Tough St. Petersburg Theft Crime Lawyer

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  • Generally

In Florida, a person commits a theft if he or she knowingly obtains or uses, or endeavors to obtain or use, the property of another with the intent to, either temporarily or permanently: (1) deprive the other person of a right to the property or a benefit from the property; or (2) appropriate the property to his or her own use, or to the use of any person not entitled to the use of the property. Theft offenses can be prosecuted as either misdemeanors or felonies depending on the nature of the property taken, the value of the property taken, and/or the number of prior theft convictions a person has. For example, theft of a will, a firearm, a stop sign, or a controlled substance constitutes a felony without regard to the monetary value of the item taken. Under most circumstances, the threshold amount for a felony charge is $300.00. There are exceptions, however: if the property is taken from a dwelling or the unenclosed curtilage of a dwelling, the threshold value is only $100.00. The court can, and in some instances must suspend the defendant's driver's license for a theft conviction. For a first conviction, the suspension is discretionary. For a second or subsequent conviction, or where the person commits a fuel pump drive off, the suspension is required. Theft crimes are also subject to reclassification under certain circumstances and as set forth in greater detail below.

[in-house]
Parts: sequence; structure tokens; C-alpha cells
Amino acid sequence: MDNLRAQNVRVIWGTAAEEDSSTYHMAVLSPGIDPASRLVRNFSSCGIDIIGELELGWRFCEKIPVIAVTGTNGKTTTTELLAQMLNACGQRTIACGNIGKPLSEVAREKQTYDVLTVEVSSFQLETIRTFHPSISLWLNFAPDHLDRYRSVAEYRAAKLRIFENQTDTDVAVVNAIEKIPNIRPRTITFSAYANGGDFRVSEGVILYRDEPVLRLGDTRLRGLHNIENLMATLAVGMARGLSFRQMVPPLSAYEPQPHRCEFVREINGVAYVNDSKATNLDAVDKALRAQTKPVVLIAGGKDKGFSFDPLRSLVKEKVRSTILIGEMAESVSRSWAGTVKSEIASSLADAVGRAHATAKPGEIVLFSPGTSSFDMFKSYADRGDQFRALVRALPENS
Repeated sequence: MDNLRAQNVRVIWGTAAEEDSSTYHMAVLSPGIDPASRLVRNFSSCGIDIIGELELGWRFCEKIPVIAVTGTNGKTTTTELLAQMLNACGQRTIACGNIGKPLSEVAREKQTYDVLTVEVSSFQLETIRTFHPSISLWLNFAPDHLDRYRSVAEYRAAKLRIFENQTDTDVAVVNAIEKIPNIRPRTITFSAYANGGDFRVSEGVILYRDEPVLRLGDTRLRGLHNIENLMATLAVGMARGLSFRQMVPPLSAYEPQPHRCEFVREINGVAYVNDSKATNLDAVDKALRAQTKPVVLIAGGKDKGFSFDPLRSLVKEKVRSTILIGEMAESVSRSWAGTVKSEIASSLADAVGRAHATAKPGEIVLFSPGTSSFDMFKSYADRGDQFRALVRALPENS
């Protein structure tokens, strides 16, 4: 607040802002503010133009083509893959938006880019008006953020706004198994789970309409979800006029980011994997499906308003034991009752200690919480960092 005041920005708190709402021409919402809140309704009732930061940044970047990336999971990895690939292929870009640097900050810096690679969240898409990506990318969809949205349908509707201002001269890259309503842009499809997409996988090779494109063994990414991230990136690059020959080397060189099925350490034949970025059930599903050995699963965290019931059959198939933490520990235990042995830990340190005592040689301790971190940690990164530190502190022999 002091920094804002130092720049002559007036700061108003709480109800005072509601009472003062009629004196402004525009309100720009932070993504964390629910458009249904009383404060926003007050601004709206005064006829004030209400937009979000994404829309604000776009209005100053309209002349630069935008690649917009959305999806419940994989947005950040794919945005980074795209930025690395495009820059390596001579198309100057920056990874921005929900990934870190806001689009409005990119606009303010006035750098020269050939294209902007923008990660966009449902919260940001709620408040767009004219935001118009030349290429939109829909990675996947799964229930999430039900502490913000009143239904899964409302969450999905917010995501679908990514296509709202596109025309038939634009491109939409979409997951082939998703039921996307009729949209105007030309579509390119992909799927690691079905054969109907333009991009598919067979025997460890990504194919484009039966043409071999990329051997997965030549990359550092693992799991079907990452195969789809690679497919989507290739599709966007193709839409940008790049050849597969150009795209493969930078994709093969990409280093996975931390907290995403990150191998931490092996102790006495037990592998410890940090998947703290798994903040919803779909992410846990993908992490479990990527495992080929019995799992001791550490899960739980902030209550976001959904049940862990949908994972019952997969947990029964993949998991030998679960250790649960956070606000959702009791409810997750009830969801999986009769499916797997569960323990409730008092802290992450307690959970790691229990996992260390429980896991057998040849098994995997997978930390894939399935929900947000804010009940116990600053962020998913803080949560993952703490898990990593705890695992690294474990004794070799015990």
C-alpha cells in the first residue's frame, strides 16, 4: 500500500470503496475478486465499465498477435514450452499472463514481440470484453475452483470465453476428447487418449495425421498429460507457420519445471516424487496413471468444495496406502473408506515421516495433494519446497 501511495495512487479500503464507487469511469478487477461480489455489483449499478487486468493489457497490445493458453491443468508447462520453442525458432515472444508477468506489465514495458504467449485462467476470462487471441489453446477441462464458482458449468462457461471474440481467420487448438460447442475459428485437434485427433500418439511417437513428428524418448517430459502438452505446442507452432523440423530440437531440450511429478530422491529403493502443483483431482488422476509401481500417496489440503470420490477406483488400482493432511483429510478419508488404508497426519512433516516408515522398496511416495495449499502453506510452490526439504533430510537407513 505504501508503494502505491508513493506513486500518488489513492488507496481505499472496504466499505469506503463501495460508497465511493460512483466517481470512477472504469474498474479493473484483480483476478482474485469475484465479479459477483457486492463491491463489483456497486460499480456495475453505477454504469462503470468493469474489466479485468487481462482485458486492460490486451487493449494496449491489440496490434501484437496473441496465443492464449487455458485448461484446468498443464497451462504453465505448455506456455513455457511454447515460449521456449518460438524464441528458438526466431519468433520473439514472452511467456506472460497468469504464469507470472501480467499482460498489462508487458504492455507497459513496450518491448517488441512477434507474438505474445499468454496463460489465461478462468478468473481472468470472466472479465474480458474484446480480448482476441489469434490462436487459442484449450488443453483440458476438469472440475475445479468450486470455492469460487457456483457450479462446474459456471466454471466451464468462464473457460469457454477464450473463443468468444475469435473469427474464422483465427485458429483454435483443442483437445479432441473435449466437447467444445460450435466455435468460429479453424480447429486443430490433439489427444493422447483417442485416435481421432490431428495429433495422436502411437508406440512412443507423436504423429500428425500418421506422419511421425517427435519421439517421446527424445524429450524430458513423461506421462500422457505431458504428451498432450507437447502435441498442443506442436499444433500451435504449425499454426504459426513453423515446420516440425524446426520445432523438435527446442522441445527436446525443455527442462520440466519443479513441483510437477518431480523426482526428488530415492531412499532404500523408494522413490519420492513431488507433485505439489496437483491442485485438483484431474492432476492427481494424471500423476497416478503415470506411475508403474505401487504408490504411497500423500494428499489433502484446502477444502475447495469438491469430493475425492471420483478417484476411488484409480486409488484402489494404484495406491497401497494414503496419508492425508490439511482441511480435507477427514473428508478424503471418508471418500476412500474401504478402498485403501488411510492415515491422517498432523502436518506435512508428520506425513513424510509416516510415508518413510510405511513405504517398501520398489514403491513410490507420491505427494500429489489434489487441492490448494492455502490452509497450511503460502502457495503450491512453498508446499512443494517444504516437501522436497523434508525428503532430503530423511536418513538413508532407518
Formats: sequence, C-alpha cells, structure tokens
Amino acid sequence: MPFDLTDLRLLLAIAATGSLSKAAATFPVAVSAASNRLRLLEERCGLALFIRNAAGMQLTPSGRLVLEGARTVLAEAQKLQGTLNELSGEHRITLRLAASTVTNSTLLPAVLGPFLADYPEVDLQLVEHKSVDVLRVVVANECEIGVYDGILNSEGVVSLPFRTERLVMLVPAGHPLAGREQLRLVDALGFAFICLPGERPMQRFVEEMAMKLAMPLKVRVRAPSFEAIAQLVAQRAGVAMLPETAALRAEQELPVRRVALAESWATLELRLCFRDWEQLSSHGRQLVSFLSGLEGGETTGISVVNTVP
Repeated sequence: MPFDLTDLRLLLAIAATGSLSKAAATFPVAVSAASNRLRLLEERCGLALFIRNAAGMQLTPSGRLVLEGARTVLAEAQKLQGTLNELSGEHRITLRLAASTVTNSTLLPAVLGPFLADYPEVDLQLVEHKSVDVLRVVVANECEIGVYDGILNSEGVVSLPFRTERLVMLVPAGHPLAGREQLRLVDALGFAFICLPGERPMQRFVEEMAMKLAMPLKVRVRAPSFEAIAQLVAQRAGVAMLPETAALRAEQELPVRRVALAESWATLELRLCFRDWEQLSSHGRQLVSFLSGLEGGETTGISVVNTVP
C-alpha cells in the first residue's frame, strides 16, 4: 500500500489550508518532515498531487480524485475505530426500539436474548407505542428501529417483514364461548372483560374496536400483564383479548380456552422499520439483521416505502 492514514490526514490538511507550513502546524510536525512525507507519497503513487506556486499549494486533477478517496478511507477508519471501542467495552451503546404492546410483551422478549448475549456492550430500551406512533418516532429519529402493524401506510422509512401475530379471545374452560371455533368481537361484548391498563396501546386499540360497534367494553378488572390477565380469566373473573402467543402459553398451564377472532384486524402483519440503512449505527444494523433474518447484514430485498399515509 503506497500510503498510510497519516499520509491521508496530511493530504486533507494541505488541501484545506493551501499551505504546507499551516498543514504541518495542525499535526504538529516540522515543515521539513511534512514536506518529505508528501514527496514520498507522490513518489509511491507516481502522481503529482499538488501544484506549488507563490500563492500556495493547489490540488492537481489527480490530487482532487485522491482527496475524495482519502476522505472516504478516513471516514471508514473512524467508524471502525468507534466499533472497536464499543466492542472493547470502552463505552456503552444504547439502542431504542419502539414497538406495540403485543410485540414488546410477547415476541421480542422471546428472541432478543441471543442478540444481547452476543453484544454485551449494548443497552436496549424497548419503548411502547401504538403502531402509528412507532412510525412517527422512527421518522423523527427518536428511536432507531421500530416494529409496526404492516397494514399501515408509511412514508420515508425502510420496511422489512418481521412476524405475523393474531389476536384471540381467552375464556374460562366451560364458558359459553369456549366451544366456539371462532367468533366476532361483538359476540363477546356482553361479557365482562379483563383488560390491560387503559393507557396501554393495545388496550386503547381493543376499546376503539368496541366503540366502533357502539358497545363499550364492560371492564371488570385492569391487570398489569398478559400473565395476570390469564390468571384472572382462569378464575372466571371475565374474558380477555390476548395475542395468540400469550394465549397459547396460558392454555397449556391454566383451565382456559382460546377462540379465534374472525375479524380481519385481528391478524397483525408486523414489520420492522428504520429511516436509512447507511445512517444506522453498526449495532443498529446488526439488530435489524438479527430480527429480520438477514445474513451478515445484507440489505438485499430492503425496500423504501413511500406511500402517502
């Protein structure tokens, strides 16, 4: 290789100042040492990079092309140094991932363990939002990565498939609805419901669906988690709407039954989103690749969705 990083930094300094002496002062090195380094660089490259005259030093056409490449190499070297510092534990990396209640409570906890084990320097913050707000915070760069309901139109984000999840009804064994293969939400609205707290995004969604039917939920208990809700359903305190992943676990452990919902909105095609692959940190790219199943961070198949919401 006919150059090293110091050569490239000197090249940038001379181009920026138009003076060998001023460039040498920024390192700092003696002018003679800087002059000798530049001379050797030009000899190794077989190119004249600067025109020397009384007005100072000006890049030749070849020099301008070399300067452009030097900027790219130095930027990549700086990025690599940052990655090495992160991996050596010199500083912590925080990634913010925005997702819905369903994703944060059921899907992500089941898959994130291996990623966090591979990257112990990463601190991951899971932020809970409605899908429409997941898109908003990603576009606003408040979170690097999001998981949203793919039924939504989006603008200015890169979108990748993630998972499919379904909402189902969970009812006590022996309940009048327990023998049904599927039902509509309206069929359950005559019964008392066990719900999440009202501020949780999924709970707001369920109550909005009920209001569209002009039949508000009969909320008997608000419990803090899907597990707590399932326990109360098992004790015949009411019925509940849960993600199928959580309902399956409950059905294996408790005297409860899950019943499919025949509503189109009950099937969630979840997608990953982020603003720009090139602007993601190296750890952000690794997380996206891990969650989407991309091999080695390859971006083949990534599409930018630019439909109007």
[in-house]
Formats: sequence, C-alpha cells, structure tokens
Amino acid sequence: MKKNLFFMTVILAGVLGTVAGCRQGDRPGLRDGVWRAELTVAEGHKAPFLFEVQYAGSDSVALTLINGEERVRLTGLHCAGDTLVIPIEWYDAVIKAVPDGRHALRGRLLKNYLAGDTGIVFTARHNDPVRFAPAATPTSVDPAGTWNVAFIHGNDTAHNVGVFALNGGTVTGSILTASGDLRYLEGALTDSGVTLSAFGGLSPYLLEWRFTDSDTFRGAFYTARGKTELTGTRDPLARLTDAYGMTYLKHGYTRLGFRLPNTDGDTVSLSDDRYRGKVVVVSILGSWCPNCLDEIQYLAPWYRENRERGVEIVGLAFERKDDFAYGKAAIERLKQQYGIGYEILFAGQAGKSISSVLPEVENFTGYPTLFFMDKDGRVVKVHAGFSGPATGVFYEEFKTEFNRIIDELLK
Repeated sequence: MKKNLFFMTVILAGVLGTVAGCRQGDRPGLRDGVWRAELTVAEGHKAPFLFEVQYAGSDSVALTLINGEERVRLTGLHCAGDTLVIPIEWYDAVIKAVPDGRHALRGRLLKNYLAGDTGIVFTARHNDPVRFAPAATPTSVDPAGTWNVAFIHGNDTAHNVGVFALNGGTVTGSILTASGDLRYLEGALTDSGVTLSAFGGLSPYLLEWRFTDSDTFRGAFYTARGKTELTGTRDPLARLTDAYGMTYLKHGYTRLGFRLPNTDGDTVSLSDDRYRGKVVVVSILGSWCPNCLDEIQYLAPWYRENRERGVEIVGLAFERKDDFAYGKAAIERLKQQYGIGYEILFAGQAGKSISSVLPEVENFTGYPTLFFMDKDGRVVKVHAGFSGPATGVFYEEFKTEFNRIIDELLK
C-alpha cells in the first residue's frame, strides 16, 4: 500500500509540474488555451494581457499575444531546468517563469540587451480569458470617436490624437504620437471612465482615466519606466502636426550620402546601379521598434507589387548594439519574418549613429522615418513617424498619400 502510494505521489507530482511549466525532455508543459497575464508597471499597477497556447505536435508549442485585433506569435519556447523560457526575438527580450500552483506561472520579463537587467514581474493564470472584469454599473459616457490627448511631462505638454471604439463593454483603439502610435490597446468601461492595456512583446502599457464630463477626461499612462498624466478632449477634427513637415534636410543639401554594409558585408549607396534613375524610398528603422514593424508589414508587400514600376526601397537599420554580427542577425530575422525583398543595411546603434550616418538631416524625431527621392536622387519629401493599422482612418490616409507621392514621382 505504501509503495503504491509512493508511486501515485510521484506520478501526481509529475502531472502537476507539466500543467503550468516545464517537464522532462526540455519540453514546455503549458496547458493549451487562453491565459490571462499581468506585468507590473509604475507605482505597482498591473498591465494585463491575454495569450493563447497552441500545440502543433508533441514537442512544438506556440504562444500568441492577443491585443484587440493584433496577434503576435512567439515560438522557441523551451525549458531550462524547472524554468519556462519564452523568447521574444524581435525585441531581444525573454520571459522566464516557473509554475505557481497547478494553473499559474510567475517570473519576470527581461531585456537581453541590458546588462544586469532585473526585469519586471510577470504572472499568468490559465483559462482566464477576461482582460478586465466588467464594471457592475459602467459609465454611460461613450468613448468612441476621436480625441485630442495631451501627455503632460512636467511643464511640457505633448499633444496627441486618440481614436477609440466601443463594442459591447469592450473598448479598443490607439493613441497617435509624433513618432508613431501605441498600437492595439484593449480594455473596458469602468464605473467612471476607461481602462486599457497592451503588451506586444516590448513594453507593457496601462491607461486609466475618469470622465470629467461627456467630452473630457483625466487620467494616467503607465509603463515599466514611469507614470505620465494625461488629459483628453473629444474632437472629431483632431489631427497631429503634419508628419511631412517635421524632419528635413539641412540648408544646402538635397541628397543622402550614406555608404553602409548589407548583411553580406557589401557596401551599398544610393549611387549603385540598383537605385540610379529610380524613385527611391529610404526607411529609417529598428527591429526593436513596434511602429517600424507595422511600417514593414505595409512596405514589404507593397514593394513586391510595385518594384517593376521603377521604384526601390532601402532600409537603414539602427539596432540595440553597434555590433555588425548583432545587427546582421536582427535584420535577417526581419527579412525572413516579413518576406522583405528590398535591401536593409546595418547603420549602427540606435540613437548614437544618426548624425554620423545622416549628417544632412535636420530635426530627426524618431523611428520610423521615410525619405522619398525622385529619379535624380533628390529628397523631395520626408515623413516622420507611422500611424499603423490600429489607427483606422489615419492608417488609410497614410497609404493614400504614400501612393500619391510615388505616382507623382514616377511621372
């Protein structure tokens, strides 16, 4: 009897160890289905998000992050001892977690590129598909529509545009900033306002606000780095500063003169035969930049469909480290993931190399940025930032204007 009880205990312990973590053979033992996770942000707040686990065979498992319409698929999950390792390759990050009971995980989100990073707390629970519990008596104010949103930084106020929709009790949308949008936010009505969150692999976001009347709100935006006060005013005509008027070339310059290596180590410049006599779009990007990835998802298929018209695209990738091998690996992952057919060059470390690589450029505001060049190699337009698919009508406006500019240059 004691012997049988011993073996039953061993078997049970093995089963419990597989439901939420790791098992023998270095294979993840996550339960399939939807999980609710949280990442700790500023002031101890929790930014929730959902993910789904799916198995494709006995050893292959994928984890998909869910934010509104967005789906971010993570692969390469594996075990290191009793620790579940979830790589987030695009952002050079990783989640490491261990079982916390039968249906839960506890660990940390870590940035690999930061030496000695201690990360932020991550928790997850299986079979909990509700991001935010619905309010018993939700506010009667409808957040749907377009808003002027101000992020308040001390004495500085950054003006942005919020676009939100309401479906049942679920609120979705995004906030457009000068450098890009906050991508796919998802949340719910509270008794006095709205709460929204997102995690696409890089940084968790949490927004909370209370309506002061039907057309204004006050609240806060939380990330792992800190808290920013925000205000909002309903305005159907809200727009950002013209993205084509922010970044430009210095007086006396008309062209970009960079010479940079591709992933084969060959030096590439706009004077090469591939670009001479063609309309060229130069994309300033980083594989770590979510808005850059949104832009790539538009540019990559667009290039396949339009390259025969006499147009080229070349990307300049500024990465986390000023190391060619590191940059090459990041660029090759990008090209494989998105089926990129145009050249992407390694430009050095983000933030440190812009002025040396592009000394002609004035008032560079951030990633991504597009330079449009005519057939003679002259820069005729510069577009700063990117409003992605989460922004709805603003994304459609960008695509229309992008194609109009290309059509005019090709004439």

The penalties can range from a probationary sentence to many years in the state prison system. Theft is considered a crime of moral turpitude and the stigma of a theft conviction can have lifelong adverse consequences. As a St. Petersburg criminal defense attorney, and former Pinellas county state prosecutor, attorney Donald J. Kilfin has handled countless theft related cases and is very familiar with how these cases are investigated, prosecuted, and defended against. If you have been arrested for a theft crime in the Tampa Bay area, The Kilfin Law Firm, P.C. can help.

  • Applicable Florida Statute

The following is a list of Florida statutes related to theft offenses, as set forth in Chapter 812.

  • Florida Statute § 812.014 (Theft) provides as follows:

(1) A person commits theft if he or she knowingly obtains or uses, or endeavors to obtain or use, the property of another with the intent to, either temporarily or permanently: (a) deprive the person of a right to the property or a benefit from the property. (b) appropriate the property to his or her use or to the use of any person not entitled to the use of the property.